After the departure of Nick Mangold this offseason, Harris was the last link to the decent playoff teams of the Jets. Harris, along with Darrelle Revis, Mangold, and Ferguson were considered the core of a team that had a very successful run (by Jets standards at least) for a number of years.
I’d actually be curious to see how younger fans of the Jets react to his departure. As a long time Jets fan I’ve seen some really low lows with this team and this current stretch since 2012 is about as bad as any period I can really remember other than the two Kotite years. But if you are a younger fans whose first real experience with the Jets began anytime from 98-10 you never got to really experience the worst of the worst.
The Jets were, for the most part, decent and at times pretty good during that time frame, contending for the playoffs most seasons. The last few years have basically been an initiation for those younger fans into true Jets fandom of disappointments and Harris is the last man standing from the good period. I could see him being held in pretty high regard by that younger group because he was a big part of the good that seems like decades ago.
The move also continues a bad path for the front office which just sends off this vibe that everything is seat of your pants decision making. Late decisions on Muhammad Wilkerson and Ryan Fitzpatrick. Desperately trying to trade Sheldon Richardson then pulling back on that. The late move on Ferguson. This one now. Successful teams have a vision set before March and are able to adjust on the fly if something great shows up and helps them out. The Jets make it up as they go along.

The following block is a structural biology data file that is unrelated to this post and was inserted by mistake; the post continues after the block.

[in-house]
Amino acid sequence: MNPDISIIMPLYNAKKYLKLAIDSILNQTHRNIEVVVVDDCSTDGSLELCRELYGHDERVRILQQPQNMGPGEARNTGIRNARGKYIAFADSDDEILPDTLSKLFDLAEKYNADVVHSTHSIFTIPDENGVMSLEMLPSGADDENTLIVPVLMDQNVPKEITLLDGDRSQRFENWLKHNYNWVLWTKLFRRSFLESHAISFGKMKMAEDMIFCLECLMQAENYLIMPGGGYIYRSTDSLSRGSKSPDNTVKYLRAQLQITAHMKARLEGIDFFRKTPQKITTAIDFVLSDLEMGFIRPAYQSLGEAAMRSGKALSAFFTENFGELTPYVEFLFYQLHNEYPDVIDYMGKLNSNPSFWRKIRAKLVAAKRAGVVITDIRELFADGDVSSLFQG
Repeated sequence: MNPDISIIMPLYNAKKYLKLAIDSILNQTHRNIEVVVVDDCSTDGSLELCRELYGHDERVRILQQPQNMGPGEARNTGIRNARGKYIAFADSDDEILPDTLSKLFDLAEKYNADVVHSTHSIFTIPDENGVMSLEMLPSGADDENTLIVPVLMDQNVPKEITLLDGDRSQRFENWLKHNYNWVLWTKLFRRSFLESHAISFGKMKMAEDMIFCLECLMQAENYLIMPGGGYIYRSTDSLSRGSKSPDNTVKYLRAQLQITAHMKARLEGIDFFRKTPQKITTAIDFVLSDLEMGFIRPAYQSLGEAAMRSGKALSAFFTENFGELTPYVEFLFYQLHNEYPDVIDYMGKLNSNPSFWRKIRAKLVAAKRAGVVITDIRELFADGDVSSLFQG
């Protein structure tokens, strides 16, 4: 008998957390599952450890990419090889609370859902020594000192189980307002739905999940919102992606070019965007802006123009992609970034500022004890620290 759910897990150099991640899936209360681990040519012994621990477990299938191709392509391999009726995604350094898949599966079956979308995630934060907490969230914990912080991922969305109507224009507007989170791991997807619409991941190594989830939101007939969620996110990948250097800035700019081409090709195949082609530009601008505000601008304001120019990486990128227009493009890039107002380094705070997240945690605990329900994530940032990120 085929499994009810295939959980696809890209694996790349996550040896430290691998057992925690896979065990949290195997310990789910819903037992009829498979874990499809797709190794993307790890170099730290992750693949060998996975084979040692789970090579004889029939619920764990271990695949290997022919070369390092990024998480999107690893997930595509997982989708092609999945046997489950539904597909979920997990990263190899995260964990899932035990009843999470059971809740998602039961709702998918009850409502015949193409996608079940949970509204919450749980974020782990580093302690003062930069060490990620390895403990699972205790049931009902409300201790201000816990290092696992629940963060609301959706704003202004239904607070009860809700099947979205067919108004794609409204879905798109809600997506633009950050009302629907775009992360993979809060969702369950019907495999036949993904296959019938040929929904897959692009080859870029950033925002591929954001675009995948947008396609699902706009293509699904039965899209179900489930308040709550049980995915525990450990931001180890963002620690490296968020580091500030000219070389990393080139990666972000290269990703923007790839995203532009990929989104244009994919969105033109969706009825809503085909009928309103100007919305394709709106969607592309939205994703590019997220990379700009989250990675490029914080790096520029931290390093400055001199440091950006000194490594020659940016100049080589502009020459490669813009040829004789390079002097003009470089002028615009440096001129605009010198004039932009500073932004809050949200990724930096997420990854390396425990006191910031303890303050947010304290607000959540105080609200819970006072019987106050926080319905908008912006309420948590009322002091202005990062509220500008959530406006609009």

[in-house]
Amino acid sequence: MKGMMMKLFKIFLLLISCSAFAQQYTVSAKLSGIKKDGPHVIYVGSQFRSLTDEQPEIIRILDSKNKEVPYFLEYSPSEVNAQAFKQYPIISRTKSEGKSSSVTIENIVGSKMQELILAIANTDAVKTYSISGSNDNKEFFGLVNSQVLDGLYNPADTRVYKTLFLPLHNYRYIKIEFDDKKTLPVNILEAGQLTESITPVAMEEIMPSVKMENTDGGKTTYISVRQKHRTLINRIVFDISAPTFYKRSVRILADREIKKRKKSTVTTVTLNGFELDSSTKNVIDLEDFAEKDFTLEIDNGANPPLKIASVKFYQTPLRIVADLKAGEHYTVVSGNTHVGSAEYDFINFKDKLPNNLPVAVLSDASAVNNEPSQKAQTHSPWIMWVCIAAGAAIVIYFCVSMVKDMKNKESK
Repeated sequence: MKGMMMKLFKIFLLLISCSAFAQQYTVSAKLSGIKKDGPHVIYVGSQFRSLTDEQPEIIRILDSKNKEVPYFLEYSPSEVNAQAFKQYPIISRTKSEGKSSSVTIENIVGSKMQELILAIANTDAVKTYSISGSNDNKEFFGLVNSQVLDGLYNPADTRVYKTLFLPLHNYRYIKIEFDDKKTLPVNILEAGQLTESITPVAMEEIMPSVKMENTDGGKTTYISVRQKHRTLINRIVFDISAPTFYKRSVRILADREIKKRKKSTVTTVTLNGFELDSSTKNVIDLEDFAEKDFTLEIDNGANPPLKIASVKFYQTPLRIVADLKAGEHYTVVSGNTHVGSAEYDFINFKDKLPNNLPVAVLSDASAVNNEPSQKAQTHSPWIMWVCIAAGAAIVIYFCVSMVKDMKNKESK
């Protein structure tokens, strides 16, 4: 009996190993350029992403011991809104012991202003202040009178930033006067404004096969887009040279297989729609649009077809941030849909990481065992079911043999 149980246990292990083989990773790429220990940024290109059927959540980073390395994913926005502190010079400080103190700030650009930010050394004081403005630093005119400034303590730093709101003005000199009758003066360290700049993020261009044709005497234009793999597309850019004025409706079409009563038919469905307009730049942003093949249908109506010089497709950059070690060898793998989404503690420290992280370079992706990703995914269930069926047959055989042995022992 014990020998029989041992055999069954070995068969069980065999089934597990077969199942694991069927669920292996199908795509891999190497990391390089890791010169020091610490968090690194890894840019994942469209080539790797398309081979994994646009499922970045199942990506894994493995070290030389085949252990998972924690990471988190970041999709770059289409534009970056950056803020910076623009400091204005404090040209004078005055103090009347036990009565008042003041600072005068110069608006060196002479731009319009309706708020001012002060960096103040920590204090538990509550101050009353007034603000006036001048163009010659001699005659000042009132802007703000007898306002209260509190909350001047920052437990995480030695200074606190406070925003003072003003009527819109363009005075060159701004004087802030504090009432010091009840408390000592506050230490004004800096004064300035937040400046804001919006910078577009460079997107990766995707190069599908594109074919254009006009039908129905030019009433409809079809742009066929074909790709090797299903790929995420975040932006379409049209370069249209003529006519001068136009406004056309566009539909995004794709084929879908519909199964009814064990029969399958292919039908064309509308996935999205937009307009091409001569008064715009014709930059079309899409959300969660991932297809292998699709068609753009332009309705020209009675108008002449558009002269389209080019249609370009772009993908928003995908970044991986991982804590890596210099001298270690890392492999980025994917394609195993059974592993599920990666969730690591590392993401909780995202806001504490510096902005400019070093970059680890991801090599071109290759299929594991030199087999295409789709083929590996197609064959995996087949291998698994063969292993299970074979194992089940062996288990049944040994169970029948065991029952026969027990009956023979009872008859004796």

Despite the lip service being given by the head coach that this is a competitive team the Jets have clearly gone into rebuild mode, more or less going back to the first John Idzik season. If there is a method to their madness maybe it is that the Jets avoided the focus that would have come had they dismantled the team completely in February by doing it piece by piece later on. That would explain the strange contract for Josh McCown, who really has no place on a team.
Going into the offseason I suggested that the team would release Mangold, Revis, Harris, Brandon Marshall, Ryan Clady, Marcus Gilchrist, Buster Skrine, Eric Decker, and Buster Skrine. That would have gutted the entire team and created a ton of cap room which would not have been advisable to spend, but would have looked bad for the Jets if they did not spend it. They waited until after the draft to cut Gilchrist, when they drafted two safeties, and now Harris in June. If I were Decker or Skrine, who would save the team over $13 million combined, I’d be pretty worried. The other veteran with any appreciable savings is Steve McLendon at under $3 million.